This is an impressive idea, locating a salvage yard within an already existing lumber yard. Powell’s Books of Portland, Oregon carries used books alongside of new ones. Industry leaders said that this is a business model destined to fail. In fact, Powell’s Books is a thriving business and has been successful for years now. Combining salvaged materials along with new materials creates options, educates, and allows for less stops along a project. It’s a great idea, maybe we can encourage it to grow.
The Away Station, 109 Broadway, Fairfax (415) 453-4221, (415) 453-4410; www.theawaystation.org
What do they offer?
Located in the lumber yard at Fairfax Lumber & Hardware, The Away Station is a nonprofit organization with a vision to create a world without waste.
Everything offered is salvaged. Lumber, hardware, doors, windows, sinks, ovens, light fixtures, cabinets, furniture, art supplies, home accents, and so much more are available at unbelievably low prices.
Services include hauling, professional moving, organizing and green business ideas.
When you purchase items you get a great deal. If you donate items, you get a tax benefit.
Who are they?
Executive Director Carrie Bachelder grew up in San Anselmo and went to Drake. Her dad taught at Redwood High School and her mom is a member of the native plant society. “My whole family is still here,” she said.
Bachelder is an energetic woman who started several companies including catering and making jewelry from found objects, but the moving and organizing company gave her the idea for this enterprise. “Whether they are moving or remodeling, I saw that my clients always needed to get rid of stuff. We were driving all over the place to the appropriate resale stores because nobody takes everything,” she said.
“The biggest issue is a place that takes building materials. My contractor brother suggested I speak with Fairfax Lumber & Hardware, because of their sustainable and green business practices,” she said. “When I shared what I wanted to do, they saw it as a perfect fit.”
How long have they been here?
The Away Station opened in the spring of 2010, but the idea germinated for five years. Bachelder decided to set up the business as a nonprofit, because many of her Marin customers wanted a donation. “We are not funded by anybody,” she said. “The corporation is a 501c3.”
A team of seniors from Redwood High School is revamping the website so visitors can see the changing stock.
Bachelder is on site three to five days a week. Still in the moving and organizing business, she looks brings in materials from clients who are selling or remodeling their homes.
The Away Station has one-and-a-half paid employees and the rest are volunteers. “My yard man is my hero,” said Bachelder. “He has the consistent on-site knowledge, plus he does the heavy lifting. All the customers love him.”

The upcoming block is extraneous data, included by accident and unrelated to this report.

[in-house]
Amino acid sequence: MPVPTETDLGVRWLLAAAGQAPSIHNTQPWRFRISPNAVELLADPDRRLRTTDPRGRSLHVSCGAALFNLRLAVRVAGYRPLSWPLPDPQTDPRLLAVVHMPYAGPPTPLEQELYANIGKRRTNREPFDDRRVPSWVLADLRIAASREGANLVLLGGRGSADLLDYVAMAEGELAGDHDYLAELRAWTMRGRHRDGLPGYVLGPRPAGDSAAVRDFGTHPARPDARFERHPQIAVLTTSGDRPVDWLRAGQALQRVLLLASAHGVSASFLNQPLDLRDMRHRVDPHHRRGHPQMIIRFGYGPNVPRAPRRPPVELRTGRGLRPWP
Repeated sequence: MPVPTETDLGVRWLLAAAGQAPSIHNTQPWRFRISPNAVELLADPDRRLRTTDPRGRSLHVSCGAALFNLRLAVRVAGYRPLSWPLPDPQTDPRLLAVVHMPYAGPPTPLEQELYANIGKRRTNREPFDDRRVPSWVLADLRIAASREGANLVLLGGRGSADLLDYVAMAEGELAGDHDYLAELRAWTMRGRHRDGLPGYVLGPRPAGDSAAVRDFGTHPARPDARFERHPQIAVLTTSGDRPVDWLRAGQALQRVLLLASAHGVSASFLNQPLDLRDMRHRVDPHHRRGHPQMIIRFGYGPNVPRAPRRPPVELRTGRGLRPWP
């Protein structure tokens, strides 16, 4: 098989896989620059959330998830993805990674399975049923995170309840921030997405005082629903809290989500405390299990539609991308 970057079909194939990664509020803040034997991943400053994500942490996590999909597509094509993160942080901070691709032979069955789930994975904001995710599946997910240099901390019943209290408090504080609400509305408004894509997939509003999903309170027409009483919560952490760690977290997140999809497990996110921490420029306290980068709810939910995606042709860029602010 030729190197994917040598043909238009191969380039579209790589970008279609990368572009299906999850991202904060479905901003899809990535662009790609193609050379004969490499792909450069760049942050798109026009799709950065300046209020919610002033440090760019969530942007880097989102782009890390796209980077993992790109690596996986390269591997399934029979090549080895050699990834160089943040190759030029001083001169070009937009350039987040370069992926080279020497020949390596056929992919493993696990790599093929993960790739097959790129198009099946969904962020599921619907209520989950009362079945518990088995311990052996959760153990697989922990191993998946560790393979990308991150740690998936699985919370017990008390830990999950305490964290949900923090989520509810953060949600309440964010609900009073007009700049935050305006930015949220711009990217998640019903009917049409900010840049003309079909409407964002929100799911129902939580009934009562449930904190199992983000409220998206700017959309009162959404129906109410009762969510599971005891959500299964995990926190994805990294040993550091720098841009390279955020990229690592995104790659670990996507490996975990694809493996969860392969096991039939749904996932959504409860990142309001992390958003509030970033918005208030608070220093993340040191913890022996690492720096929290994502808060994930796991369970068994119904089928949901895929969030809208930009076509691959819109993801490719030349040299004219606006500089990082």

Why are they business of the week?
The mission of The Away Station is to serve the community in its commitment to a zero waste lifestyle through: diverting reusable material from the landfill; providing services for the collection of construction and demolition by-products; providing a facility for redistribution of salvage materials; educating the public on best practices for reuse; and promoting green collar jobs.
“If someone is gutting a million dollar house from the 40s, 50s, or earlier, it will probably cost about $80,000 to do the demolition. The homeowner can get much more than that in a tax write-off benefit. In addition, the homeowner gets ‘the good feeling’ because many of their treasured items will be used by another family, and the old growth redwood is sent onto a new life rather than winding up in a landfill,” Bachelder said.
Because they are a nonprofit, a third-party appraiser needs to be brought in prior to demolition. According to Bachelder, deconstruction contractors are becoming more skilled at removing things like shutters, doors and wood intact, to preserve resources.
San Francisco resident, Linda Kosut, and her architect husband drove to Fairfax for a door. “We love the integrity of older things,” she said. “Our house was built in 1918 and our Tahoe property in the late 40s. The prices here are fabulous. It’s like an outdoor hardware store full of wonderful finds,” she enthused.
“We are the only ones doing this in Marin, but we network with all the other re-use facilities in the Bay Area. I vowed to create a system for our community,” Bachelder said.
Like most entrepreneurs, Bachelder has a master plan. “We started with the building materials,” she said, “but my goal is to make an entire shopping area here. I would love to co-locate already existing resale and repair small businesses so that you can buy a lamp at The Away Station and walk it over to someone who can rewire it. My goal is to make effortless to live a zero waste lifestyle. ”